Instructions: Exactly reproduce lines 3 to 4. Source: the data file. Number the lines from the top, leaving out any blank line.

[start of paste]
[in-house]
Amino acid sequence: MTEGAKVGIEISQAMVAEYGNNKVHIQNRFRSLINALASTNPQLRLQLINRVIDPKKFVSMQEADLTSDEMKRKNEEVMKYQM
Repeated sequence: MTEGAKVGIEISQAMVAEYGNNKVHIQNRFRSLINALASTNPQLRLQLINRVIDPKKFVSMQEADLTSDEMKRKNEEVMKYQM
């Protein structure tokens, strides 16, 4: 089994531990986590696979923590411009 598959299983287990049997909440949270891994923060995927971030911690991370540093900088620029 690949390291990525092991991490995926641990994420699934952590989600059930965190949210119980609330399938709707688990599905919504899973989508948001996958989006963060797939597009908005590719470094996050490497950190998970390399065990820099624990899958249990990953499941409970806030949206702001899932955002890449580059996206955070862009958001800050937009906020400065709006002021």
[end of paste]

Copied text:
Repeated sequence: MTEGAKVGIEISQAMVAEYGNNKVHIQNRFRSLINALASTNPQLRLQLINRVIDPKKFVSMQEADLTSDEMKRKNEEVMKYQM
């Protein structure tokens, strides 16, 4: 089994531990986590696979923590411009 598959299983287990049997909440949270891994923060995927971030911690991370540093900088620029 690949390291990525092991991490995926641990994420699934952590989600059930965190949210119980609330399938709707688990599905919504899973989508948001996958989006963060797939597009908005590719470094996050490497950190998970390399065990820099624990899958249990990953499941409970806030949206702001899932955002890449580059996206955070862009958001800050937009906020400065709006002021």